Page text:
INSECURITY: JEGA, OTHERS BLAME POROUS BORDERS, BAD LEADERSHIP FOR NIGERIA’S WOES
Written by Samson Ojeniran on November 16, 2021
Speakers at the just concluded Leadership Lecture Series in honour of late Maitama Sule, have attributed the insecurity bedevilling the nation to the over 2,000 unmanned porous land borders across the country.
The speakers include the former Chairman of the Independent National Electoral Commission, INEC, Professor Attahiru Jega, Dr Muttaqha Darma, Special Adviser to Katsina State Governor on security matters, Ibrahim Katsina and Dr Aminu Idris who presented a paper during the lectures organized by the Students’ Wing of the Coalition of Northern Groups, held at the Umaru Musa Yar’adua University, Katsina.
The lecture series had as its theme: The Political and socio-economic consequences of border porosity in Northern Nigeria.
At the lecture series, the question about the porous nature of the nation’s border was brought to the fore.
The former Chairman of the Independent National Electoral Commission, INEC, Professor Attahiru Jega, attributed the current state of the nation’s insecurity to the thousands of unmanned porous illegal routes.
He also faulted the government for the increase in the insurgency, the lack of purposeful leadership and the disconnection of the youths from the scheme of leadership in the country.
The guest lecturer at the event, Dr Muttaqha Darma, hinted that the insecurity in the Northern region is due to insufficient resources and poor management of the border areas, which has increased over the years to about 3,125 as of 2018.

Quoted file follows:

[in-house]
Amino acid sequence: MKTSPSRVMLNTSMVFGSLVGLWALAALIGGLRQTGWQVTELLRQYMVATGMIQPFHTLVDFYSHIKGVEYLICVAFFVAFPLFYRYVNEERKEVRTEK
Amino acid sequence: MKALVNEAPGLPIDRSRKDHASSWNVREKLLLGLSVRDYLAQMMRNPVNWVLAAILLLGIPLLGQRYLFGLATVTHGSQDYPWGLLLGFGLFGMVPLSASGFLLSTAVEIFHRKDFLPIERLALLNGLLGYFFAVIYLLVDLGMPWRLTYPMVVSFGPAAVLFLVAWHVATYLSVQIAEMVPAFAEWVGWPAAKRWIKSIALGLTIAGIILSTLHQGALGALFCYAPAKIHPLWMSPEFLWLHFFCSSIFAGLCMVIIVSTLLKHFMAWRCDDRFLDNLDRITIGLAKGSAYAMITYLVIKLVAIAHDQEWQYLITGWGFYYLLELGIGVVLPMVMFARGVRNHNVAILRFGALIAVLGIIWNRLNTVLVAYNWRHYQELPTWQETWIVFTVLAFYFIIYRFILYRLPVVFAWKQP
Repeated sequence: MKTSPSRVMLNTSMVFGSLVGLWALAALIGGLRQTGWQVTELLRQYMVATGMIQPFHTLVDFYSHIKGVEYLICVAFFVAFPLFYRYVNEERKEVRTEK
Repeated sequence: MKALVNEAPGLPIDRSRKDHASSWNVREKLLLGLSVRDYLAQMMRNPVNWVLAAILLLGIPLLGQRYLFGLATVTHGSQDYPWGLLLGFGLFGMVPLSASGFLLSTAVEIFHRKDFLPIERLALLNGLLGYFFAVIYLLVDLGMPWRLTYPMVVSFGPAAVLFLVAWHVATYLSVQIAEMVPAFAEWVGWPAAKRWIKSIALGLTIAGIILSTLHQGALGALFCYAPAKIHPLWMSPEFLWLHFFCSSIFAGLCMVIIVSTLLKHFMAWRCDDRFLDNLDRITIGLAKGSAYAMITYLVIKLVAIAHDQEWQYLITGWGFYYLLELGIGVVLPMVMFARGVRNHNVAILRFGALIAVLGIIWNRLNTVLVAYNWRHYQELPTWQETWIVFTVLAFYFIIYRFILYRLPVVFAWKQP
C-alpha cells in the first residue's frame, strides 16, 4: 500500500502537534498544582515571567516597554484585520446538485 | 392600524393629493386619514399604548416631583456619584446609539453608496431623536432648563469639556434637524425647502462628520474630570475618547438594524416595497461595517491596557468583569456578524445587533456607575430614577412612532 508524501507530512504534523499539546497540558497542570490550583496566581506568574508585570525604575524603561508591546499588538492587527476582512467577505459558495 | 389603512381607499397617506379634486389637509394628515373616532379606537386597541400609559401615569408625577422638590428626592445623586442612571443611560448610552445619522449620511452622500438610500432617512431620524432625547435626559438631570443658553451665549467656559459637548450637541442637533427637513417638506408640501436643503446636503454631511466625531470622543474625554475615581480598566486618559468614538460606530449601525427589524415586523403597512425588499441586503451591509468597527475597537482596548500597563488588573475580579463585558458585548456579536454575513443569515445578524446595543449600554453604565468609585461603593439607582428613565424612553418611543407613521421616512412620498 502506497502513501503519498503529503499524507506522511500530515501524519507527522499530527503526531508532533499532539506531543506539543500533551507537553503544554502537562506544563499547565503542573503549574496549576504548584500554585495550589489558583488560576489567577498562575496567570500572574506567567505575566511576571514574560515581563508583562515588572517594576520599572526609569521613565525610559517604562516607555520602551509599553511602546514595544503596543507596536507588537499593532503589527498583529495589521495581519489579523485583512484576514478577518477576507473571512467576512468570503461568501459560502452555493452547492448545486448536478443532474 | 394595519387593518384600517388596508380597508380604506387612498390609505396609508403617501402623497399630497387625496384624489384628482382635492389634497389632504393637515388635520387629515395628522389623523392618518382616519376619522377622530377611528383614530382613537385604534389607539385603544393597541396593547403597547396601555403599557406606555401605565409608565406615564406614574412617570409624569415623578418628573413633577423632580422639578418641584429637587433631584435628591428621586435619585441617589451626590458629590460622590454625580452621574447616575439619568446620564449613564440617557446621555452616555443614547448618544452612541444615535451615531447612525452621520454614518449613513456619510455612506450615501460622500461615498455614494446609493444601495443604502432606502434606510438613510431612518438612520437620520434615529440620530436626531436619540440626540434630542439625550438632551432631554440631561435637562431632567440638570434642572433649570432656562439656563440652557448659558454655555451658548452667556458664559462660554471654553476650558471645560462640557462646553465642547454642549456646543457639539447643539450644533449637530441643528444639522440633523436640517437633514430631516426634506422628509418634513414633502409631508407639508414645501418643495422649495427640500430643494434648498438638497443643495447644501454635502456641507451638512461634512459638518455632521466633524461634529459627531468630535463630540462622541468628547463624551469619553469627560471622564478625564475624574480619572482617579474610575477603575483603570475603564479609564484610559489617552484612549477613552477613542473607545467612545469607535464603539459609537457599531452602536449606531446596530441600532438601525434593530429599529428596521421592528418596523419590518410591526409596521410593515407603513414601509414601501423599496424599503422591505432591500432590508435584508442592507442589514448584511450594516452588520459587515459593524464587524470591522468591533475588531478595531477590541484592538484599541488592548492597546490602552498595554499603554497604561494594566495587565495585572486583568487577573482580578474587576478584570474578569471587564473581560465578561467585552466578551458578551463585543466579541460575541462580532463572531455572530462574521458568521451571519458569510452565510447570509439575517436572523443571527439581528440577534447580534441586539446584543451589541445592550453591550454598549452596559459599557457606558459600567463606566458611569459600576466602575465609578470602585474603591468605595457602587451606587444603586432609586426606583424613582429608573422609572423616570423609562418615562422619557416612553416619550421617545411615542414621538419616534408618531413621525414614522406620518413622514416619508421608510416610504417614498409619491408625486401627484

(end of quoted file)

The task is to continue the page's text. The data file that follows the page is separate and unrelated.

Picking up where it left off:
The Special Adviser to Katsina State Governor on Security Matters, Ibrahim Katsina, advocated for the collapsing of the borders in the affected countries, to make the management effective in synergy.
Similarly, a paper presenter at the lecture series, Dr Aminu Idris, called on the Federal Government to as a matter of urgency, digitize border security management, use border surveillance equipment, as well as increase the number of border security personnel, who are grossly inadequate.
In the end, the speakers were of the view that the Federal and State Governments should identify circumstances that led to systemic factors causing insecurity, review the border policy of the nation, ensure effective coordination of border security agencies and suggested that the border management be moved to the office of the National Security Adviser, rather than remain under the ministry of interior.
Editor: Paul Akhagbemhe